Stephen Waarts & Jean-Sélim Abdelmoula: I. Stravinsky – The Firebird, Prelude and Dance of the princesses
@ Casals Forum
„Ich verabscheue die Musik als Weltanschauung und rate, die Musik um ihrer selbst willen zu lieben und nicht der Gefühle wegen, die sie im Hörer hervorruft.“ – Igor Strawinsky
In the garden of the Russian magician Kastschej there is a tree with golden fruits. The young prince Iwan Zarewitsch manages to catch the firebird on this miracle tree. The bird, however, asks for its freedom and promises the prince to help him in any emergency, when the prince agrees to actually release it. In case of danger, a feather of the firebird shall help the prince to summon it.
This is how parts of the plot of The Firebird by Igor Stravinsky could be summarized in a few sentences. It is natural that none of Stravinsky's ballets can be adequately described in such a short way. Even in his first ballet, which was important for his international breakthrough at the age of 27, Stravinksy already creates tonal complexity and a colorful tonal language in which timbre and rhythm are musically central.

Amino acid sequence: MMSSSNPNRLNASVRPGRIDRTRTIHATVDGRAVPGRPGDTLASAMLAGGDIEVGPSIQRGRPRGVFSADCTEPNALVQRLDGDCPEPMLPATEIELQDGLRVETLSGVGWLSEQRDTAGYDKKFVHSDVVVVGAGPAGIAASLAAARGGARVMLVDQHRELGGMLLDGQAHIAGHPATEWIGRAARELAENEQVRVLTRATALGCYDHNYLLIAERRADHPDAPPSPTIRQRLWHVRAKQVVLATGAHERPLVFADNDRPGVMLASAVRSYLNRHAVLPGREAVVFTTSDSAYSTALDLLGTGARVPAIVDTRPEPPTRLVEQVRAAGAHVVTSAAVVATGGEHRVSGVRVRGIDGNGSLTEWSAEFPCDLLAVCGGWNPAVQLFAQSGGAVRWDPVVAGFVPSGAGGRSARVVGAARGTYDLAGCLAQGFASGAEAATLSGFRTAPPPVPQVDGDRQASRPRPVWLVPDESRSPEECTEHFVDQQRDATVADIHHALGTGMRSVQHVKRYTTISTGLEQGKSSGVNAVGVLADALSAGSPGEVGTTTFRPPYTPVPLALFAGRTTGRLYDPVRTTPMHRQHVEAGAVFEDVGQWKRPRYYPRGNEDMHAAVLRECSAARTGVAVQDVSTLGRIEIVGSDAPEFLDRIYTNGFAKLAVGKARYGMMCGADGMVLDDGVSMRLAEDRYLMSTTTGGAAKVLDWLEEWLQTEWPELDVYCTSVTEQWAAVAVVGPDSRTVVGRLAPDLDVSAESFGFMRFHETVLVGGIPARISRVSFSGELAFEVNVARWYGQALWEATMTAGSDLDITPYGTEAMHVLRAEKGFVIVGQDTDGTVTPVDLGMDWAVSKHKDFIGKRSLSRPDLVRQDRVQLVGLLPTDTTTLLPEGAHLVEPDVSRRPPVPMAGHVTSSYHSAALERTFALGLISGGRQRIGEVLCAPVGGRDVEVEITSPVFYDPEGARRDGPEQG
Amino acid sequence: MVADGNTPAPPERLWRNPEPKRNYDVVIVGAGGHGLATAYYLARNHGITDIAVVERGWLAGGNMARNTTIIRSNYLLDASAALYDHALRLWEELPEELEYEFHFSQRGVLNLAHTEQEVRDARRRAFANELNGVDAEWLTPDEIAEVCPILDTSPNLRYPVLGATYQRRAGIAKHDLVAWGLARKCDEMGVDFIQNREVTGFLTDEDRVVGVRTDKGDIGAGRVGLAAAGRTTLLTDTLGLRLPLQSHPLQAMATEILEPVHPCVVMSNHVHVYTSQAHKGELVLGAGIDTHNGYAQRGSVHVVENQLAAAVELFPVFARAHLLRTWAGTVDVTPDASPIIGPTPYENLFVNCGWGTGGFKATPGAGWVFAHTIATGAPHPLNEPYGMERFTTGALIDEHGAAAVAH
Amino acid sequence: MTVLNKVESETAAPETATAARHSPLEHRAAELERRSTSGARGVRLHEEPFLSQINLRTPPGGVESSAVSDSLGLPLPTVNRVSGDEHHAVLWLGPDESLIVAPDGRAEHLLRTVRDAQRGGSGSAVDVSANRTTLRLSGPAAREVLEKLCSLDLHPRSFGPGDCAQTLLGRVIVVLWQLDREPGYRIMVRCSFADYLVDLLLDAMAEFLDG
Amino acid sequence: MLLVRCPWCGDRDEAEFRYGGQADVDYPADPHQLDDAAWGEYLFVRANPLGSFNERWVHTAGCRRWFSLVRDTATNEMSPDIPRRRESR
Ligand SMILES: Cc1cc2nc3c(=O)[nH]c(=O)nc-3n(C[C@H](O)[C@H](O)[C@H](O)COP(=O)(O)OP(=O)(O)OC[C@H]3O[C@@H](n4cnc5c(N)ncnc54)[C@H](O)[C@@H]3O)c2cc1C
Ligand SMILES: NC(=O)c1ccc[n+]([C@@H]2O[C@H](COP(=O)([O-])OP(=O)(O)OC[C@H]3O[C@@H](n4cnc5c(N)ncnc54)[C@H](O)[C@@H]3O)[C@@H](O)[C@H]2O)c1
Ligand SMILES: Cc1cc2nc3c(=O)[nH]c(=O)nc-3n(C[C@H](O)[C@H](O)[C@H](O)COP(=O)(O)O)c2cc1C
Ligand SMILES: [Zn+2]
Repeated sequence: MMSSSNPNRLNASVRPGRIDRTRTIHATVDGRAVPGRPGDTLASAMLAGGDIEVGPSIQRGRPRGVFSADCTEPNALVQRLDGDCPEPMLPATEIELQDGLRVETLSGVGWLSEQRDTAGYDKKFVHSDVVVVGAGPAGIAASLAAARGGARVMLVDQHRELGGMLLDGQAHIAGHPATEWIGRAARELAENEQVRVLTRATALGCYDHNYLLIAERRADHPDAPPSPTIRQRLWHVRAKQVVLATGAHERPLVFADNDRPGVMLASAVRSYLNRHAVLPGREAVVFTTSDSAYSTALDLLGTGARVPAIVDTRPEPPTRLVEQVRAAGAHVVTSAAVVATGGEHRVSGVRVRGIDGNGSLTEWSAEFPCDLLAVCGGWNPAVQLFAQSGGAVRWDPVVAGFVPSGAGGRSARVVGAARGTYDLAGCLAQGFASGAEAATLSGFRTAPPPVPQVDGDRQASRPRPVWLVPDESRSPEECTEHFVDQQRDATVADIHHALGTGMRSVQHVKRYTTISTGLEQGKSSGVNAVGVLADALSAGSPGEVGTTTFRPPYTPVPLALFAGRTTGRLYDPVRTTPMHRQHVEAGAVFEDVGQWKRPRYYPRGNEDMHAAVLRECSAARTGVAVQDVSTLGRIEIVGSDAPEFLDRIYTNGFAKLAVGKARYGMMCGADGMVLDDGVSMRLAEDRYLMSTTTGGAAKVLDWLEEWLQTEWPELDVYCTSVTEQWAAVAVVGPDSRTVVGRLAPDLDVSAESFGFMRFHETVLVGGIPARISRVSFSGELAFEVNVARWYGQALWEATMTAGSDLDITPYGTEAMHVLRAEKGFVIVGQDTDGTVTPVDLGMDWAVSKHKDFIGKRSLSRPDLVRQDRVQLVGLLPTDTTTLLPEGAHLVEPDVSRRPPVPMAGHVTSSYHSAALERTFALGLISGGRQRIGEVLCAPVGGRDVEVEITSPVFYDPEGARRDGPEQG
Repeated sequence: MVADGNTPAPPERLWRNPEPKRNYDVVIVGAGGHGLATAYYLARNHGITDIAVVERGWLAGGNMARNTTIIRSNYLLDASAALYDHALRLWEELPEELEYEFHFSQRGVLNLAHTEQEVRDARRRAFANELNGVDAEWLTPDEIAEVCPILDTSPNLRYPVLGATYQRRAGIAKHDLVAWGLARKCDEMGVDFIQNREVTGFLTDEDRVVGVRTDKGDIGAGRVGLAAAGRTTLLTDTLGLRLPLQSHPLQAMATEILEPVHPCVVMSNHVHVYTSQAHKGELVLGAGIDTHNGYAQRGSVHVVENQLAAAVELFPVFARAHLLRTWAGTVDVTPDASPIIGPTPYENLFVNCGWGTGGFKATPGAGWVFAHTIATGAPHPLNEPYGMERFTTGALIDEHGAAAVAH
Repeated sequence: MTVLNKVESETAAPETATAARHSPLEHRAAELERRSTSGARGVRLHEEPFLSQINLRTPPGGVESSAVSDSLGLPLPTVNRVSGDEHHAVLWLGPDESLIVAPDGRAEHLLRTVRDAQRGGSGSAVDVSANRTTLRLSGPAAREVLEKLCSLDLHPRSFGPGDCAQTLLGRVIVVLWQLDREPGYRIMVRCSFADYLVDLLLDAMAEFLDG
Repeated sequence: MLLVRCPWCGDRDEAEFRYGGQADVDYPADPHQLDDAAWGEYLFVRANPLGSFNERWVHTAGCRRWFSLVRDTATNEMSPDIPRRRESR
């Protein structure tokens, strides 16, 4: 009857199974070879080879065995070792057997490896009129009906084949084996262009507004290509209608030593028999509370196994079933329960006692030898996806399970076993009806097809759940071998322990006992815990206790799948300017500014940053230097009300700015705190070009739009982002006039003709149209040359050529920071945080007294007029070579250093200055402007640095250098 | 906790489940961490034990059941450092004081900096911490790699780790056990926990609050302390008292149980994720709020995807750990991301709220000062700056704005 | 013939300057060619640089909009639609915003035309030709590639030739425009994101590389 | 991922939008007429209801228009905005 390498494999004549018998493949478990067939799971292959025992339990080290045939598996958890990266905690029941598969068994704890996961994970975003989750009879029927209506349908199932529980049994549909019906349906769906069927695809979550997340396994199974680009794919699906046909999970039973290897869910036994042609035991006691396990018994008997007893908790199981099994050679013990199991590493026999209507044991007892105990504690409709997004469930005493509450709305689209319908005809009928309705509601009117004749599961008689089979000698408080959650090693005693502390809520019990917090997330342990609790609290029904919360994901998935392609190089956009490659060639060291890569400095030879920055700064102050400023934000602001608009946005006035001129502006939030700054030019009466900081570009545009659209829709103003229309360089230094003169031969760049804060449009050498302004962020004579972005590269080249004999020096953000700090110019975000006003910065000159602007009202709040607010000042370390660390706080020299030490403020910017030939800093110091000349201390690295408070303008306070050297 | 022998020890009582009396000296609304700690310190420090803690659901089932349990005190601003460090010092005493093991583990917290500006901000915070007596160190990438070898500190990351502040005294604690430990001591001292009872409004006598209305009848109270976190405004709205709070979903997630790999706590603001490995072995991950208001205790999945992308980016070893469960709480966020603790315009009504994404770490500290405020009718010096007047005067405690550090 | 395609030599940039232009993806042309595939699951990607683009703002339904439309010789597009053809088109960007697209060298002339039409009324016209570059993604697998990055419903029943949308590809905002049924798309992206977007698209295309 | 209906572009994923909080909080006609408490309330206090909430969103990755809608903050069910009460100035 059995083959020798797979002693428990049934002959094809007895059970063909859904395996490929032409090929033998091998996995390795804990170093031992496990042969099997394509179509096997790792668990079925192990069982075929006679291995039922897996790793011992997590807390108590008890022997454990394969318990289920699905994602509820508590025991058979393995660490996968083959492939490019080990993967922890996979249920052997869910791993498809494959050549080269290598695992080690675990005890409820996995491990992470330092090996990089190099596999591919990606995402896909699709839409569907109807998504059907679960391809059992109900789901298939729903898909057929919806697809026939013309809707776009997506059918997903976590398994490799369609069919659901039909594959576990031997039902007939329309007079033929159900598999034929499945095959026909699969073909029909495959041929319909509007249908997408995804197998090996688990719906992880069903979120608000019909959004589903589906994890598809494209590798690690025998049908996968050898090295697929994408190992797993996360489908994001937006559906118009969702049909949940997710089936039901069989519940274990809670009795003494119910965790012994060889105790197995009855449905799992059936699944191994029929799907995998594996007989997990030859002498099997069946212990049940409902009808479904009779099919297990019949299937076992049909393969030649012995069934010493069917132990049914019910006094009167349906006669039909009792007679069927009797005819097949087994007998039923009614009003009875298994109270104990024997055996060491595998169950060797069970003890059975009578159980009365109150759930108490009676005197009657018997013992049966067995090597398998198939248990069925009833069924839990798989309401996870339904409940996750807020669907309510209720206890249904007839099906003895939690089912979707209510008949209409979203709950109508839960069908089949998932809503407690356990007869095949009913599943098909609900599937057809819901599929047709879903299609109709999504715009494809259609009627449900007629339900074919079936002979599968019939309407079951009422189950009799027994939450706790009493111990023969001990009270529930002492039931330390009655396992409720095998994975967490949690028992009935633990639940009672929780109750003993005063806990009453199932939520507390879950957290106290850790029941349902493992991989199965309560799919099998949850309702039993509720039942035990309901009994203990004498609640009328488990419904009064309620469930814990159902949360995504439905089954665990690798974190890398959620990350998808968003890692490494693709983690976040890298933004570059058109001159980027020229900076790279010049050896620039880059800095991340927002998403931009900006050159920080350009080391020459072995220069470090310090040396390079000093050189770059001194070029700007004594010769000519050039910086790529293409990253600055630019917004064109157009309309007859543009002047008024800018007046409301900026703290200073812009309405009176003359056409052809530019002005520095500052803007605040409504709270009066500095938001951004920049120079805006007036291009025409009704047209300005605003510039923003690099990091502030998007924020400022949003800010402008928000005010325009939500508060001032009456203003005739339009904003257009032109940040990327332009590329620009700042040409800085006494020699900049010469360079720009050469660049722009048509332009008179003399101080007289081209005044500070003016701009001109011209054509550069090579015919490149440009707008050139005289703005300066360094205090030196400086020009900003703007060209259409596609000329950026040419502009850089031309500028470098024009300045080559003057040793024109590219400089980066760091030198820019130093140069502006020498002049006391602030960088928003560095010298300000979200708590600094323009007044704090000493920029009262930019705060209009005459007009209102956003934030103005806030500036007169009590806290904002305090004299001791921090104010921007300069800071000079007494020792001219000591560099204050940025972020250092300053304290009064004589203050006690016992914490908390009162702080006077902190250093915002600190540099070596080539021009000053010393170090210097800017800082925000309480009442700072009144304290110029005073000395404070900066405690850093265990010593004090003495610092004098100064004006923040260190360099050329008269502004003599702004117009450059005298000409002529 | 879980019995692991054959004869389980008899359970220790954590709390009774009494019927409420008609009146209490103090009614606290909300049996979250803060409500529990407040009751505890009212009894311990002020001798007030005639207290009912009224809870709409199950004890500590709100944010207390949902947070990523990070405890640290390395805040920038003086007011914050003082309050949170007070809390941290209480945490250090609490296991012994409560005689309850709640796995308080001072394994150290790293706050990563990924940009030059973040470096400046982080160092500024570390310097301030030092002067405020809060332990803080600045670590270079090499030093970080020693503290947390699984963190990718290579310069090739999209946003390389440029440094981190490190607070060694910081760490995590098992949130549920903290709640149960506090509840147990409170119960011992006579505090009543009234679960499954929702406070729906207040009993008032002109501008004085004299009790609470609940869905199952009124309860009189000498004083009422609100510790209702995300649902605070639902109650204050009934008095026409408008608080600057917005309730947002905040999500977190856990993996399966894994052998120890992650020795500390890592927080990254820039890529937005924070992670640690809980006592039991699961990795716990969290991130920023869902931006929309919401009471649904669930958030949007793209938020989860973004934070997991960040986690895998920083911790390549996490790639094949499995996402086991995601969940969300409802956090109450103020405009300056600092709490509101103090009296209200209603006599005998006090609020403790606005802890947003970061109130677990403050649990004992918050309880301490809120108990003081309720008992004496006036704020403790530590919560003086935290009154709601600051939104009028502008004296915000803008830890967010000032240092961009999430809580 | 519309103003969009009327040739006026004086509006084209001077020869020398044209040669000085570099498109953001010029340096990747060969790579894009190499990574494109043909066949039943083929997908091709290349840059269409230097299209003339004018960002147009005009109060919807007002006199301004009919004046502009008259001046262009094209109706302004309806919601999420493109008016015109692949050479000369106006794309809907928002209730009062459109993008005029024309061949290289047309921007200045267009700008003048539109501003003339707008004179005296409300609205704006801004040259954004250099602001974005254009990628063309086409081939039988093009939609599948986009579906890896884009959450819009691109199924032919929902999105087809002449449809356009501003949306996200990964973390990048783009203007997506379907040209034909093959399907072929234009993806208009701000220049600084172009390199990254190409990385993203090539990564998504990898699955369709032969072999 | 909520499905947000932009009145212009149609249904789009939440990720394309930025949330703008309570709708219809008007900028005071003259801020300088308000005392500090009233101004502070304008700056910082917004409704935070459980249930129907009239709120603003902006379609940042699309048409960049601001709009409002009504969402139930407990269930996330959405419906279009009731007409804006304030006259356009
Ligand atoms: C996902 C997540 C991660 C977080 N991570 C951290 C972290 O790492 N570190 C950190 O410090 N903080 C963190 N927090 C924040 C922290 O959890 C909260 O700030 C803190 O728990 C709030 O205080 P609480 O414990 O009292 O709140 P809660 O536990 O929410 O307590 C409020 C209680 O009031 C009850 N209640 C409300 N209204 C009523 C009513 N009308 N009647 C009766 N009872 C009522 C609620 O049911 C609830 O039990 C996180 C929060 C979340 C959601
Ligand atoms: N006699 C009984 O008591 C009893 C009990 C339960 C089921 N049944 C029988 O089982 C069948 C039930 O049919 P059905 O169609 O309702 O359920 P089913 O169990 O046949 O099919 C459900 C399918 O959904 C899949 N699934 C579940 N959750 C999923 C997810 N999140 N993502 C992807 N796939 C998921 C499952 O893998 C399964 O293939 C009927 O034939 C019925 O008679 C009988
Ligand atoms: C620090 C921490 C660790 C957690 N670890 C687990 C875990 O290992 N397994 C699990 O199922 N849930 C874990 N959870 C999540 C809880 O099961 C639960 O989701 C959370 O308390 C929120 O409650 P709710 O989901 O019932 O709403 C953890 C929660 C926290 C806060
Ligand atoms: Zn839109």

The story of the Firebird is composed of two Russian folk tales, and Stravinsky's music also shows various influences: on the one hand, he was inspired by old Russian folk melodies, on the other hand, modern music - in part impressionistic - already sounds through. Stephen Waarts and Jean-Sélim Abdelmoula also greatly appreciate this colorful sound language. At the same time, they knowingly take on the challenge of transposing a work that shines through the richness of sound of a large orchestra to a much more intimate setting on violin and piano. But even in this arrangement, a kaleidoscope of different moods emerges within a few moments - a quality that both musicians greatly appreciate in the tonal language of the firebird.
© Andreas Malkmus